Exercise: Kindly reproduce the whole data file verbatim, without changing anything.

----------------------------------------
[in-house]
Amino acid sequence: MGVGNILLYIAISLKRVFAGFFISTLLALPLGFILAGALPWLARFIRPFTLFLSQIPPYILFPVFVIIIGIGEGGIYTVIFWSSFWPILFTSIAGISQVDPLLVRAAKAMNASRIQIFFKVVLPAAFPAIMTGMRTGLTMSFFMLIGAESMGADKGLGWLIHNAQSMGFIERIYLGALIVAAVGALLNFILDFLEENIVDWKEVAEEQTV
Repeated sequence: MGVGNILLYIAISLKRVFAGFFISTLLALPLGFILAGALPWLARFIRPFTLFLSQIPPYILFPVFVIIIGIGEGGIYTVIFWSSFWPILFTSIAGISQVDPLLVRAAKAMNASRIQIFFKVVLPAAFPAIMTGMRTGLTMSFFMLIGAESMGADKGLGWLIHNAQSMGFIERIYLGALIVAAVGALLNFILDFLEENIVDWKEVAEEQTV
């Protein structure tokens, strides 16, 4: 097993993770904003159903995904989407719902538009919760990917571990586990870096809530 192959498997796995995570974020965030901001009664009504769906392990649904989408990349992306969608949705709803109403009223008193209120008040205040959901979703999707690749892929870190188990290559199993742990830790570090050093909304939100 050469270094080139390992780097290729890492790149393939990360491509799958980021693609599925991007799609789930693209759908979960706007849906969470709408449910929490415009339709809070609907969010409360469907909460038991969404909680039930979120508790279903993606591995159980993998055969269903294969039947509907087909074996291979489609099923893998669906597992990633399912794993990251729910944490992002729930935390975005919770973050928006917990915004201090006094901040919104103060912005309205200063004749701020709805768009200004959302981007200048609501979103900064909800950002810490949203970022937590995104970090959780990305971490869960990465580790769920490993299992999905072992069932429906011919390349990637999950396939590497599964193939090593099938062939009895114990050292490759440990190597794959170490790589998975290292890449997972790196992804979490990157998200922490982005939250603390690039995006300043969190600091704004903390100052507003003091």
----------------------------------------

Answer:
[in-house]
Amino acid sequence: MGVGNILLYIAISLKRVFAGFFISTLLALPLGFILAGALPWLARFIRPFTLFLSQIPPYILFPVFVIIIGIGEGGIYTVIFWSSFWPILFTSIAGISQVDPLLVRAAKAMNASRIQIFFKVVLPAAFPAIMTGMRTGLTMSFFMLIGAESMGADKGLGWLIHNAQSMGFIERIYLGALIVAAVGALLNFILDFLEENIVDWKEVAEEQTV
Repeated sequence: MGVGNILLYIAISLKRVFAGFFISTLLALPLGFILAGALPWLARFIRPFTLFLSQIPPYILFPVFVIIIGIGEGGIYTVIFWSSFWPILFTSIAGISQVDPLLVRAAKAMNASRIQIFFKVVLPAAFPAIMTGMRTGLTMSFFMLIGAESMGADKGLGWLIHNAQSMGFIERIYLGALIVAAVGALLNFILDFLEENIVDWKEVAEEQTV
């Protein structure tokens, strides 16, 4: 097993993770904003159903995904989407719902538009919760990917571990586990870096809530 192959498997796995995570974020965030901001009664009504769906392990649904989408990349992306969608949705709803109403009223008193209120008040205040959901979703999707690749892929870190188990290559199993742990830790570090050093909304939100 050469270094080139390992780097290729890492790149393939990360491509799958980021693609599925991007799609789930693209759908979960706007849906969470709408449910929490415009339709809070609907969010409360469907909460038991969404909680039930979120508790279903993606591995159980993998055969269903294969039947509907087909074996291979489609099923893998669906597992990633399912794993990251729910944490992002729930935390975005919770973050928006917990915004201090006094901040919104103060912005309205200063004749701020709805768009200004959302981007200048609501979103900064909800950002810490949203970022937590995104970090959780990305971490869960990465580790769920490993299992999905072992069932429906011919390349990637999950396939590497599964193939090593099938062939009895114990050292490759440990190597794959170490790589998975290292890449997972790196992804979490990157998200922490982005939250603390690039995006300043969190600091704004903390100052507003003091």